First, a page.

“During 2007, there were many foreclosures happening, and loan servicers primarily were not willing to modify loans. They just wanted to be paid back,” she said.
In most cases, these repayment plans allowed borrowers to make up missed payments and late penalties over a period of time, by adding an agreed amount to their monthly payments. Homeowners, who were already hard-pressed to make their original mortgage payments, were unable to sustain these higher amounts.
“So, we have perhaps a second wave of people coming who already received help once and who were not able to make good on the repayment plan they thought would work,” Wallensak said.
A slow-moving trickle
Wallensak’s worries, shared by other housing counselors, add up to a gloomy bottom line: While the $700 billion taxpayer bailout of Wall Street’s troubled financial institutions is trickling down through the economic stratosphere, the flood of foreclosures will continue on Main Street — pushed along by the free-falling stock market, loss of jobs and rising food and fuel prices.
In August alone, 303,879 properties in the United States were in some stage of foreclosure, according to Realtytrac.com. Missouri ranked 15th with 3,755 foreclosures, while Illinois was ninth with 10,757.
“That ‘trickle down’ hasn’t trickled yet,” said Chris Krehmeyer, executive director of Beyond Housing, another nonprofit in the St. Louis homeownership alliance.
Krehmeyer said the massive bailout has yet to provide relief for individual homeowners. Although he credited Sen. John McCain for at least making an attempt to address the needs of individual homeowners with his rescue plan announced during Tuesday’s presidential debate, Krehmeyer has reservations about its effectiveness. He said the McCain plan doesn’t get at a critical issue — loan pooling — that has prevented individual homeowners from negotiating better loan terms with their mortgage servicers. (To read more of Krehmeyer’s analysis of the McCain proposal, click here.)
Risky mortgages were packaged, securitized and sold in pools to reduce financial risk to investors, who even now are unwilling to negotiate substantial loan modifications, the housing counselors say. What’s needed are reductions in principal — in light of falling housing prices — and lower interest rates to replace ballooning adjustable rate mortgages.
“We only have a small percentage of loans that are going south, but it is dramatic and it is significant and higher than in years past,” Krehmeyer said. “We need to figure out from a securities standpoint how to get at these loans — how do we stop as many as possible from going under. We’re still going to have a lot of people losing their homes, but is there any way we can minimize that damage? I’ve not heard anyone put up a macro solution.”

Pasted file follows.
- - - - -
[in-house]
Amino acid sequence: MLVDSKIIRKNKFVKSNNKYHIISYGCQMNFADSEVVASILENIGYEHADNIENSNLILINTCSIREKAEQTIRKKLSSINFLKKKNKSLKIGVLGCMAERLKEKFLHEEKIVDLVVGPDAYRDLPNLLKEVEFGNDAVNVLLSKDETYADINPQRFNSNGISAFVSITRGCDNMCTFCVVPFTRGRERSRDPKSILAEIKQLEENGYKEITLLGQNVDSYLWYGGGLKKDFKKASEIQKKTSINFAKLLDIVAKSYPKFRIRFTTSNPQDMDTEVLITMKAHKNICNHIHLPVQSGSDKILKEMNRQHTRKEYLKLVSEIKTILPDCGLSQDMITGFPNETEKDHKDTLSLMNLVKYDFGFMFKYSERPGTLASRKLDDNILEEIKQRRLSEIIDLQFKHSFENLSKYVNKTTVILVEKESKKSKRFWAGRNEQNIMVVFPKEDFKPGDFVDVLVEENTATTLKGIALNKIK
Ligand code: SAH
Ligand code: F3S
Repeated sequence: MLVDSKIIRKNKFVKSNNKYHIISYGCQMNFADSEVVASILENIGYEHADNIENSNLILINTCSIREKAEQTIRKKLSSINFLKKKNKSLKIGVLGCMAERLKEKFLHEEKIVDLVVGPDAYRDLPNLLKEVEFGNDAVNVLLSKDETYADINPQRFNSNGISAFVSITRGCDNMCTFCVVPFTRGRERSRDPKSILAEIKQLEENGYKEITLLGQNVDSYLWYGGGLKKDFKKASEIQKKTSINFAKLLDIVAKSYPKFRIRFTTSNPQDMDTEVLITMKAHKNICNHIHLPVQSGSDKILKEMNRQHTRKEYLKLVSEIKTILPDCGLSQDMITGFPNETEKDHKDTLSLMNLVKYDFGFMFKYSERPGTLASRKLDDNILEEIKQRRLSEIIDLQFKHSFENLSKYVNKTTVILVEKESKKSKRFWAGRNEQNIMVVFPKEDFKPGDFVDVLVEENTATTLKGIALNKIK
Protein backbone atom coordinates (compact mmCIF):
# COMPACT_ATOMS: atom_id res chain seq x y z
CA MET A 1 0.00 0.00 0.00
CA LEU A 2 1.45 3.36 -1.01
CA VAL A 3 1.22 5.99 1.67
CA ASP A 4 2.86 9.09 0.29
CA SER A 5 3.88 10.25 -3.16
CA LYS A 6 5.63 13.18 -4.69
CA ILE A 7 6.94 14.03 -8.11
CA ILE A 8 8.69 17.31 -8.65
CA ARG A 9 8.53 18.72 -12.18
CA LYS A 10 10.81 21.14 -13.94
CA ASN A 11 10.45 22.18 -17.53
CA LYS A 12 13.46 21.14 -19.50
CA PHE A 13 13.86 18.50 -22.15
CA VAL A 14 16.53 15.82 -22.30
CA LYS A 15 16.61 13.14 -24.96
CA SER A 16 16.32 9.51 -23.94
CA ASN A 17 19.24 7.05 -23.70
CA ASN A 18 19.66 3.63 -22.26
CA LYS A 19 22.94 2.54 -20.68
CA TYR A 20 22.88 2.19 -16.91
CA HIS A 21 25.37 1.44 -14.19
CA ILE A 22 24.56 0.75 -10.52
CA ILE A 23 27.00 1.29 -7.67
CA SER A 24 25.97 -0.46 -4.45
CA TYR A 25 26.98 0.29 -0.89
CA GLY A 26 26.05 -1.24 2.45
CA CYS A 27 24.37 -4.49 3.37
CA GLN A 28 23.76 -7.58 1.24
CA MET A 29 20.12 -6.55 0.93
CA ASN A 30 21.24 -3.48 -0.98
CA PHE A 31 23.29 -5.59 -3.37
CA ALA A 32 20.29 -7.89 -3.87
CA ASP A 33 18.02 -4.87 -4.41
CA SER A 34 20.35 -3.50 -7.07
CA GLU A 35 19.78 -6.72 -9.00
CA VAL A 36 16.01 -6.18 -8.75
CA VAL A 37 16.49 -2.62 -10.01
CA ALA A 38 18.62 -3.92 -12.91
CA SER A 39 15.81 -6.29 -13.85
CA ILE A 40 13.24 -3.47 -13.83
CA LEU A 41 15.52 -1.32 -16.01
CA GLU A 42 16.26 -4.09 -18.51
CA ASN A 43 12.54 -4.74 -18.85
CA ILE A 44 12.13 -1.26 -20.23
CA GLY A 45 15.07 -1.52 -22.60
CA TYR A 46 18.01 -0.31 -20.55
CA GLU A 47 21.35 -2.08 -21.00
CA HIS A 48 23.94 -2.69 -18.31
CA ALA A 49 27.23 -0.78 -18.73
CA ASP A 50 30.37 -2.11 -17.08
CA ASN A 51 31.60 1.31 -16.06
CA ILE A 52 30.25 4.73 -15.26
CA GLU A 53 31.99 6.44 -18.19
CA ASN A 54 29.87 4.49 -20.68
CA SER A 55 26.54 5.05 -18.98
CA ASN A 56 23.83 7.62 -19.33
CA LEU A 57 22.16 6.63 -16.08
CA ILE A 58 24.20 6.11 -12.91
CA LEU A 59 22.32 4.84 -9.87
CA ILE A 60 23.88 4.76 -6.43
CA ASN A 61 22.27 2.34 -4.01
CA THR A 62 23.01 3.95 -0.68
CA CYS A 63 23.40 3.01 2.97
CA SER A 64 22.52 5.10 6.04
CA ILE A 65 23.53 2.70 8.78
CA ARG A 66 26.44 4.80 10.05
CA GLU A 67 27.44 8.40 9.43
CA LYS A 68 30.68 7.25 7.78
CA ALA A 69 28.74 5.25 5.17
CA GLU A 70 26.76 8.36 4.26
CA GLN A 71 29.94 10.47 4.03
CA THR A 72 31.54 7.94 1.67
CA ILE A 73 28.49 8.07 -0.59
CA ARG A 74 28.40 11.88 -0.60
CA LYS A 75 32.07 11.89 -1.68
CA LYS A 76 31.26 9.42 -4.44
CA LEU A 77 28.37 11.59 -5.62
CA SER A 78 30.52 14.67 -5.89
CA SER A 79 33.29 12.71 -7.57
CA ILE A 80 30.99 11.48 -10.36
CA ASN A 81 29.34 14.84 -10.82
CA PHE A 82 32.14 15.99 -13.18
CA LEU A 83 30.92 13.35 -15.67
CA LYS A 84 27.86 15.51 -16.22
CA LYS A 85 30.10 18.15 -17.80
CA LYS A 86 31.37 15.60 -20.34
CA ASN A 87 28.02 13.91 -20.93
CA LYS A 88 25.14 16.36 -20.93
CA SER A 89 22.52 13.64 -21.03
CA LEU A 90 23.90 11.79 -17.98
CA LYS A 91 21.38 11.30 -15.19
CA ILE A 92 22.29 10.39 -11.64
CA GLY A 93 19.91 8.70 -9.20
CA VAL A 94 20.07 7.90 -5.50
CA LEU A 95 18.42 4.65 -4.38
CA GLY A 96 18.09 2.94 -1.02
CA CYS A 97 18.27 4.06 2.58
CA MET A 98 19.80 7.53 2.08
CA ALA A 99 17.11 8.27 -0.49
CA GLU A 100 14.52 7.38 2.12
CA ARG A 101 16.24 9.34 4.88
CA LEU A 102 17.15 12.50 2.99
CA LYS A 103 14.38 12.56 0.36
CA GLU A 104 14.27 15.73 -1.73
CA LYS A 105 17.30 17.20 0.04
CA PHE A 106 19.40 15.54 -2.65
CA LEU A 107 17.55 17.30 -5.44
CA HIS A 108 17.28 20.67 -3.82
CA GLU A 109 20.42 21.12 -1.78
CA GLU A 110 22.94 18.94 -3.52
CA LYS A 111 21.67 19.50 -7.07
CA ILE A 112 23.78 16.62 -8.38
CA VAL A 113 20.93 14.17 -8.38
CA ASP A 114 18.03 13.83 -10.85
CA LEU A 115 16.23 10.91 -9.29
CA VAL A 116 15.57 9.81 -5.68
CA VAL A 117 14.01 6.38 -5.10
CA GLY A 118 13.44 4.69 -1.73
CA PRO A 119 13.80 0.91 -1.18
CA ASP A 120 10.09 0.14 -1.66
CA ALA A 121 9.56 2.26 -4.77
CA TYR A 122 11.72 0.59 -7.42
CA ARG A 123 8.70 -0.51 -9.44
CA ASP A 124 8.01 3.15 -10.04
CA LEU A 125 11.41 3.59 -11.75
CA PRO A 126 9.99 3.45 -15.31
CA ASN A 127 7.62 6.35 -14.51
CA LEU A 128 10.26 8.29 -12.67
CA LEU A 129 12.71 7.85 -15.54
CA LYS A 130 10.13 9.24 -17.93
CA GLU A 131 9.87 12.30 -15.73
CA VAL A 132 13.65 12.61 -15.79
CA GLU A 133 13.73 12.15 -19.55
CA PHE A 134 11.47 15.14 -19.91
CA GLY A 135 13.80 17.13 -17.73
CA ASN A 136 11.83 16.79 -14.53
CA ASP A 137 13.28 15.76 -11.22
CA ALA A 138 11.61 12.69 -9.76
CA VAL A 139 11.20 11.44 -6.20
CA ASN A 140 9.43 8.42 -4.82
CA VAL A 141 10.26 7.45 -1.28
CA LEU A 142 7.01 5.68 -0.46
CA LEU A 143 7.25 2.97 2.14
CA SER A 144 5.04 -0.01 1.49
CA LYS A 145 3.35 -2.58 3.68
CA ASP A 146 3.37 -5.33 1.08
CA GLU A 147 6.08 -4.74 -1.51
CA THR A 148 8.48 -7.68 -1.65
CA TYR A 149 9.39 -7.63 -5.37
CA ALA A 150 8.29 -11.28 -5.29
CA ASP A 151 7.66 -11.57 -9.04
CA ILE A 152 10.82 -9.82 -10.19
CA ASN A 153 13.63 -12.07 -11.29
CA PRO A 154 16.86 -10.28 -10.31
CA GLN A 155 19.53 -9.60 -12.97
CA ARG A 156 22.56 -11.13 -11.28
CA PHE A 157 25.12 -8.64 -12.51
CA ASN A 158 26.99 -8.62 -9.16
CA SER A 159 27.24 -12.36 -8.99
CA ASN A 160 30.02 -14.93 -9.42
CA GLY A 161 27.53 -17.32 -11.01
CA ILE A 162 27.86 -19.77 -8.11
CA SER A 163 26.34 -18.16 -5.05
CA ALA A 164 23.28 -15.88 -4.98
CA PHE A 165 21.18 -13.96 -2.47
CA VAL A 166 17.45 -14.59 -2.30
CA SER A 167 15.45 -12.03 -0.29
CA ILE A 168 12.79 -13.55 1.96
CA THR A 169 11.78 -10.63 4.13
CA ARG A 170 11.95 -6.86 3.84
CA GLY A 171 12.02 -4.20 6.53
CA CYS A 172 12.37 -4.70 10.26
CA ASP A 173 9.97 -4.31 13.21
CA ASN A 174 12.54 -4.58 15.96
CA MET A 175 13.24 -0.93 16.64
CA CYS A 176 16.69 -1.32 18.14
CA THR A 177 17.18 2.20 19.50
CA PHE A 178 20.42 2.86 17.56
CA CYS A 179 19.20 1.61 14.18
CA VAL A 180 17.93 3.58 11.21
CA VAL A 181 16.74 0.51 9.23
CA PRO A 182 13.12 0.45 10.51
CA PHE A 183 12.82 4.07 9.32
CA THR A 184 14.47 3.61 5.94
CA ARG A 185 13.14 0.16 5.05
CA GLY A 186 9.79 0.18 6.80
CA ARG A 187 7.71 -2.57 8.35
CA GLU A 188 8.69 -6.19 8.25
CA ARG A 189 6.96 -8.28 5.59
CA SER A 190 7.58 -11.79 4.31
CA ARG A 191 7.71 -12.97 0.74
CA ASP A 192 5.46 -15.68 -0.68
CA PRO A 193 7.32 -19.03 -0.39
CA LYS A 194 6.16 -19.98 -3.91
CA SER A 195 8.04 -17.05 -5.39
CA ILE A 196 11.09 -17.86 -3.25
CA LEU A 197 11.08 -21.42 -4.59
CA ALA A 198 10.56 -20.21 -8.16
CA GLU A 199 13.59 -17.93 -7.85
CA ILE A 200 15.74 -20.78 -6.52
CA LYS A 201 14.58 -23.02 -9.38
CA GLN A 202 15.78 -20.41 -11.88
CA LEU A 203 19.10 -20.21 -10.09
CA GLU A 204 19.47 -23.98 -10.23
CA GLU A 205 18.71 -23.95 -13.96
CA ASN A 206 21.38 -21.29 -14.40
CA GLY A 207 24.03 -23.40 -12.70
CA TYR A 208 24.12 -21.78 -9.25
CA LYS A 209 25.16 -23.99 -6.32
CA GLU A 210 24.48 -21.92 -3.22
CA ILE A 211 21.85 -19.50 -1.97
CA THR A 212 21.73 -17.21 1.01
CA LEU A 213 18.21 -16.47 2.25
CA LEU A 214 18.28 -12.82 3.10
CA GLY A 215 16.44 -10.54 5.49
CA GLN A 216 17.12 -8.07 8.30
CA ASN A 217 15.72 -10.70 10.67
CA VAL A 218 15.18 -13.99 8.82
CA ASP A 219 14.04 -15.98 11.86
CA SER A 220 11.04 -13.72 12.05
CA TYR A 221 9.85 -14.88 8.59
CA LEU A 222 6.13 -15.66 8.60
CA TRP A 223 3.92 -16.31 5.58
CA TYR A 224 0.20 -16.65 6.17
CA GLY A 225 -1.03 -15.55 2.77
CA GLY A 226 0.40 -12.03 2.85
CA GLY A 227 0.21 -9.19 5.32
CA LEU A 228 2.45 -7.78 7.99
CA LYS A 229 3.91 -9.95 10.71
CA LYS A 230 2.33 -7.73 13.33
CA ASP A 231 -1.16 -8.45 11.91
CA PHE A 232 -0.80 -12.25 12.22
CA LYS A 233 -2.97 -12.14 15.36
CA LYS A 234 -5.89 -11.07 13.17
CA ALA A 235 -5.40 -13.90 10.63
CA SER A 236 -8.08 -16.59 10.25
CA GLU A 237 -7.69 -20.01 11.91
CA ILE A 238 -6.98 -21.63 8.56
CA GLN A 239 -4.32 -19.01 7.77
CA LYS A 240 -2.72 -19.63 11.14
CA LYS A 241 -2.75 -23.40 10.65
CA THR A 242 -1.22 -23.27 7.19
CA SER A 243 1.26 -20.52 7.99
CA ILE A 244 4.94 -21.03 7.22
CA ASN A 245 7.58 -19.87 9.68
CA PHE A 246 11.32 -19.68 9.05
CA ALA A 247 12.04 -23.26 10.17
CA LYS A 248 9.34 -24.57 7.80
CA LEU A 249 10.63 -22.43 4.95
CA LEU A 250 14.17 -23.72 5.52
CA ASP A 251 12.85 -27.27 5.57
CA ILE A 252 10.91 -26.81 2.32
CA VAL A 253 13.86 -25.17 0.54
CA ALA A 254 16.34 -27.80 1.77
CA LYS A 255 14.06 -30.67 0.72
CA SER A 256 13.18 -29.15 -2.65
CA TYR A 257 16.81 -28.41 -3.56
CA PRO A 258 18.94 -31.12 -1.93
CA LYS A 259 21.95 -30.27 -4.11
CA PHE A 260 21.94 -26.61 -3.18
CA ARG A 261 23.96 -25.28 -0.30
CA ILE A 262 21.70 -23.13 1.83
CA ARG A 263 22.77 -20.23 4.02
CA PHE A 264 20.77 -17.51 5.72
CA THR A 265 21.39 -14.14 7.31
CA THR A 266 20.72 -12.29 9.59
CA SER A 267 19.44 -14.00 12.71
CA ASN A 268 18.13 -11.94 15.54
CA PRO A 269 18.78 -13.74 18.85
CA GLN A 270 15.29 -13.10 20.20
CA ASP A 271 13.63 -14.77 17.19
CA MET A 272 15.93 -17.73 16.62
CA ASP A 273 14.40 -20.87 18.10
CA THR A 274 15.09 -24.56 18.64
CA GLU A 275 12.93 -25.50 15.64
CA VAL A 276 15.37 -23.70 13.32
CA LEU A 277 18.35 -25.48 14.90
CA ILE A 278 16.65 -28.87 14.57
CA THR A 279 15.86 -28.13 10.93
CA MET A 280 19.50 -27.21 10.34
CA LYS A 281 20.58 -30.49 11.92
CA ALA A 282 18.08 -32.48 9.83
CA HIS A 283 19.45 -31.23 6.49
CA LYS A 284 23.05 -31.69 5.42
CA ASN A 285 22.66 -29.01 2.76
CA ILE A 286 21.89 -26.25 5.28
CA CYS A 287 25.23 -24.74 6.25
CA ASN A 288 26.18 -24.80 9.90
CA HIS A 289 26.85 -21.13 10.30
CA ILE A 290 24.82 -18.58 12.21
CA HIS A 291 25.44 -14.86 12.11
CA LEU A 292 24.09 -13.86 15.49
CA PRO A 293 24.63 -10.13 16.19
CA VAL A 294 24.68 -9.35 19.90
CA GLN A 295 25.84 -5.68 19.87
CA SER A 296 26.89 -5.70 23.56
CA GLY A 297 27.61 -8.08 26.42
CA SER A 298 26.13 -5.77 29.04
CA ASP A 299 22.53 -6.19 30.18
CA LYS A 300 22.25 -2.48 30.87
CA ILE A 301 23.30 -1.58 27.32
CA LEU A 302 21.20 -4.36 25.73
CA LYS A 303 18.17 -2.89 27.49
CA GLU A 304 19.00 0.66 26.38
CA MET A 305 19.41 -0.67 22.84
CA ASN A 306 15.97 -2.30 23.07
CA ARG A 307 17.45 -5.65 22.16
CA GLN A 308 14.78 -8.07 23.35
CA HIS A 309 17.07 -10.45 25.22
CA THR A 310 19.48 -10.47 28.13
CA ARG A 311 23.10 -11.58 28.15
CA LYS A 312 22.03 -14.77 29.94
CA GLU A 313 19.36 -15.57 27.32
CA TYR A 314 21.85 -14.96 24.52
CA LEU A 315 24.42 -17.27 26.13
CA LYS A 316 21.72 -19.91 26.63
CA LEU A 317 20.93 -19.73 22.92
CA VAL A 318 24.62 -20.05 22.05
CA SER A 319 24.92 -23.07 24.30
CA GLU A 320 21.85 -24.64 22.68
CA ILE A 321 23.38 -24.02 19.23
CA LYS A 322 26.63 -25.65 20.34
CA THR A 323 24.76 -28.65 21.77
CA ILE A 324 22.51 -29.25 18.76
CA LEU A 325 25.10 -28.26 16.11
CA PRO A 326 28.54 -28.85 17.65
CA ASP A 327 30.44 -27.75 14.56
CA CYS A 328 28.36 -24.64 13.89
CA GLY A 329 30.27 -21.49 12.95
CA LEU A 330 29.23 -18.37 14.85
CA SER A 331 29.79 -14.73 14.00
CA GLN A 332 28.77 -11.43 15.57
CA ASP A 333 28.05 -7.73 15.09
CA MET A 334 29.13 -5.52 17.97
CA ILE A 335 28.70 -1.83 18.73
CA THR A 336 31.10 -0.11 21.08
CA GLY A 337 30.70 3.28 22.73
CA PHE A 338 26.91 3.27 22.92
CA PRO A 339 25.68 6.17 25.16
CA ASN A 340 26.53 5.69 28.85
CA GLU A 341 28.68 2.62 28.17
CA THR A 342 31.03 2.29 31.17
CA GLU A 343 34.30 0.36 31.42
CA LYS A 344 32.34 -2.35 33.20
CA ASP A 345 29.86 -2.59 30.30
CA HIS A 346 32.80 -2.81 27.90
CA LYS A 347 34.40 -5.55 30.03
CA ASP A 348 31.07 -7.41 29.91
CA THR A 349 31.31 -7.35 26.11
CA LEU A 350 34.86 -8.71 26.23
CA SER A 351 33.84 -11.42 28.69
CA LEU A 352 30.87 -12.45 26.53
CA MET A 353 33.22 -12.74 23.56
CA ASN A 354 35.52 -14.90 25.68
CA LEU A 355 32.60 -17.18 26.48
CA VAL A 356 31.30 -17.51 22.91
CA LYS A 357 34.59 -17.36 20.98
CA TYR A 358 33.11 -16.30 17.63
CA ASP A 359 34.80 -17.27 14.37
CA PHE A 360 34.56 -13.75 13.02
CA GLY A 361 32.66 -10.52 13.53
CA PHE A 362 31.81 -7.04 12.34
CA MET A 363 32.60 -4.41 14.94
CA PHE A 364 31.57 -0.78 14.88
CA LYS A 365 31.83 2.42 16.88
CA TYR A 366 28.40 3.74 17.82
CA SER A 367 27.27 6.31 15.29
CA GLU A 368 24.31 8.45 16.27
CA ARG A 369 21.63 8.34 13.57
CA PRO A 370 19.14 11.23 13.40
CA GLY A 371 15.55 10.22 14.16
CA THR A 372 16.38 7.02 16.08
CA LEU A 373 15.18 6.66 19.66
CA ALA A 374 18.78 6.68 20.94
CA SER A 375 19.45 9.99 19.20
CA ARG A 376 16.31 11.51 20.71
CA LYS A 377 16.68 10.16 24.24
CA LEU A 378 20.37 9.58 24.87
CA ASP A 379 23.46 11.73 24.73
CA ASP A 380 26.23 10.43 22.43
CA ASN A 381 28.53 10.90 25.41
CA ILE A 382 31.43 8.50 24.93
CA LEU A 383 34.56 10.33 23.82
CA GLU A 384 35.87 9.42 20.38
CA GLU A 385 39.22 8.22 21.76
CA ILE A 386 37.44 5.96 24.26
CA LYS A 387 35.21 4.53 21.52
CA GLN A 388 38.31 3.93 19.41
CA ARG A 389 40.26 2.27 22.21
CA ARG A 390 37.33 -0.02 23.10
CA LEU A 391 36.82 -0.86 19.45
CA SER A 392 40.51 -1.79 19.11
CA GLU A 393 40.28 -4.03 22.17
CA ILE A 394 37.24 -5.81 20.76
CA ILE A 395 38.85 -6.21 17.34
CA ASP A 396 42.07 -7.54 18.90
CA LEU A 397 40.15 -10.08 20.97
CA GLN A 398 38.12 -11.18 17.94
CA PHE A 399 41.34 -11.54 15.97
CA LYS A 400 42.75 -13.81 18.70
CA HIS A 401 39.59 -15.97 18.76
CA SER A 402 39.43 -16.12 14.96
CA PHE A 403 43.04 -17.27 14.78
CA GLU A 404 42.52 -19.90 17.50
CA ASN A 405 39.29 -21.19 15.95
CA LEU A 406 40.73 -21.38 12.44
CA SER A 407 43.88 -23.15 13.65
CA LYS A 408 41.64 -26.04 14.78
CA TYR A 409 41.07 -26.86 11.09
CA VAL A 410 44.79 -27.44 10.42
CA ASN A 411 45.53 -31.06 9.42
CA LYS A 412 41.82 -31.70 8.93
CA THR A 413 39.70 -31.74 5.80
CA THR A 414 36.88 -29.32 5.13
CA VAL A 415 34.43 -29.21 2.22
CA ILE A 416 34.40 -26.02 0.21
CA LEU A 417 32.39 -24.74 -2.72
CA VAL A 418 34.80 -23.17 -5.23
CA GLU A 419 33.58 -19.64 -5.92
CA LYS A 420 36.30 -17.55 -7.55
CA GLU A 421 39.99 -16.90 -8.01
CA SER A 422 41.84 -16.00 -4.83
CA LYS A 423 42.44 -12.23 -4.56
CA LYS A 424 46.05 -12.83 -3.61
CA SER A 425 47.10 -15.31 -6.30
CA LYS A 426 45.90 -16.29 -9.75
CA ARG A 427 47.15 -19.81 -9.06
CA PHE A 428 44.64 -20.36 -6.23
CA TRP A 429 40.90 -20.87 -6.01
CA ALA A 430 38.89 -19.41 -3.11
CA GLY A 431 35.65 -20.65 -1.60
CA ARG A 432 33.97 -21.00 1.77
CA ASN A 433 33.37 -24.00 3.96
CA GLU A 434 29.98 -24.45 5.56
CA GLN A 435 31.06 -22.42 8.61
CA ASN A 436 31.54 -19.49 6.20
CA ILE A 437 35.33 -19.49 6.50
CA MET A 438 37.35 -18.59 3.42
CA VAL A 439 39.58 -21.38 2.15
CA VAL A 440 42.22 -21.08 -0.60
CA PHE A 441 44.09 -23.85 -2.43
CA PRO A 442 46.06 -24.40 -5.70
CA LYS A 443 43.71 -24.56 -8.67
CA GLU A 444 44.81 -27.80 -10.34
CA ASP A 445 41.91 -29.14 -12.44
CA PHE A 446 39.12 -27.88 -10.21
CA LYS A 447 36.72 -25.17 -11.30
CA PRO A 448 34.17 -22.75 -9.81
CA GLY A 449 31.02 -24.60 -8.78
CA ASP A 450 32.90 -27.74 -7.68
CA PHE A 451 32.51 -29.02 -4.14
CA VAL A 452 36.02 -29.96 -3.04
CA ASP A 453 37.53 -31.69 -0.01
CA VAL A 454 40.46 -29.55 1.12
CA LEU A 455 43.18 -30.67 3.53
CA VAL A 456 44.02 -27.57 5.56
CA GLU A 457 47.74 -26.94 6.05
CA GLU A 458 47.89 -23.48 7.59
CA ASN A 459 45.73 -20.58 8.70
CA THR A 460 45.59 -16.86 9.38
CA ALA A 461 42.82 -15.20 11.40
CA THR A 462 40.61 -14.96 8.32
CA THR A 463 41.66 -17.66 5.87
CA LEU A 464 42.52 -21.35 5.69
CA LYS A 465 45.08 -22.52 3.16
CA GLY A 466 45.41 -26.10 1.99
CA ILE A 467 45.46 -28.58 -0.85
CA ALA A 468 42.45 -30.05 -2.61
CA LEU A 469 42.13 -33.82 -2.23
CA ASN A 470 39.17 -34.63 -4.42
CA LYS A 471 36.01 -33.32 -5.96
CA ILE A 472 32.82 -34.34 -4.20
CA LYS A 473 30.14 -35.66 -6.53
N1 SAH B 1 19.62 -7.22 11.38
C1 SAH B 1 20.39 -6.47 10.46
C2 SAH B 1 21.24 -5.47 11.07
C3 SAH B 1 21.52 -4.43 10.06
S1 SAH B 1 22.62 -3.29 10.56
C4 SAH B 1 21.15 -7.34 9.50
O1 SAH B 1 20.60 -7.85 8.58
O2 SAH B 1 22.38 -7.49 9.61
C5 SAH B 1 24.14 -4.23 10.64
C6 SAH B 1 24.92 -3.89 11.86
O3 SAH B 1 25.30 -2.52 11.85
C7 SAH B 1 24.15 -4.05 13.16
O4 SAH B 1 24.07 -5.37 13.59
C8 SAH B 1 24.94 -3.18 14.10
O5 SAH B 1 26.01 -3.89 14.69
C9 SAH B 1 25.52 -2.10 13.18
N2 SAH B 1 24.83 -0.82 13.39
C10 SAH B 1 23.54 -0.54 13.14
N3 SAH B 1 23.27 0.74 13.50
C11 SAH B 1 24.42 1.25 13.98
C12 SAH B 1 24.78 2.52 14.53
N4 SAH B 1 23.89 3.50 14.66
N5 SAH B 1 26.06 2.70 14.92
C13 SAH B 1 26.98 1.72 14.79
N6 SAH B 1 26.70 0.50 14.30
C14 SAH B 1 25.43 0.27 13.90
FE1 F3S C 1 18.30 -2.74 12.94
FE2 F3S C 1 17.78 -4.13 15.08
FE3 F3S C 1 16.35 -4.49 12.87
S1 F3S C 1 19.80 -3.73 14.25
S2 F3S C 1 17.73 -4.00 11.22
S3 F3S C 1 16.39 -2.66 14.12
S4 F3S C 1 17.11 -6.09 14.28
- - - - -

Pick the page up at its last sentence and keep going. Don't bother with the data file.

Eric Madkins, director of housing and foreclosure intervention for the Urban League of Metropolitan St. Louis, says that while the government and financial institutions concentrate on unclogging the banking system so money again begins to flow, troubled borrowers won’t see any relief until public policy is changed.
“On Main Street, until lenders and servicers of these loans look for ways to perform loss mitigation — whether it is reductions in principal or taking borrowers out of adjustable rate mortgages and placing them into fixed mortgages — the problem will persist,” Madkins said.
He adds that evaluating troubled mortgages is going to be an enormous task, amplified by the fact that the properties will have declined in value.
Economist Jack Strauss of St. Louis University said the government has tremendous latitude and could, in fact, cut through the tangled financial web of loan pools to intervene on behalf of homeowners.
Strauss said the government could take several actions, including freezing interest rates on re-setting adjustable rate mortgages.
Plans, such as McCain’s, to buy troubled loans have historical precedence, both during the Depression and in other countries, Strauss said. But he believes that lenders should be forced to accept a loss of at least 10 to 15 percent to keep taxpayers from bearing the full cost of the rescue. Strauss said few lenders would fight such a write-down because they lose two or three times that amount when properties go into foreclosure.
“There is no winner here. But even the banks would be better off because nobody wins in a foreclosure,” said Strauss, who is the director of the Simon Center for Regional Economic Forecasting at SLU.
Strauss believes that Congress could also help homeowners by rewriting federal bankruptcy laws to give judges the ability to force loan modifications.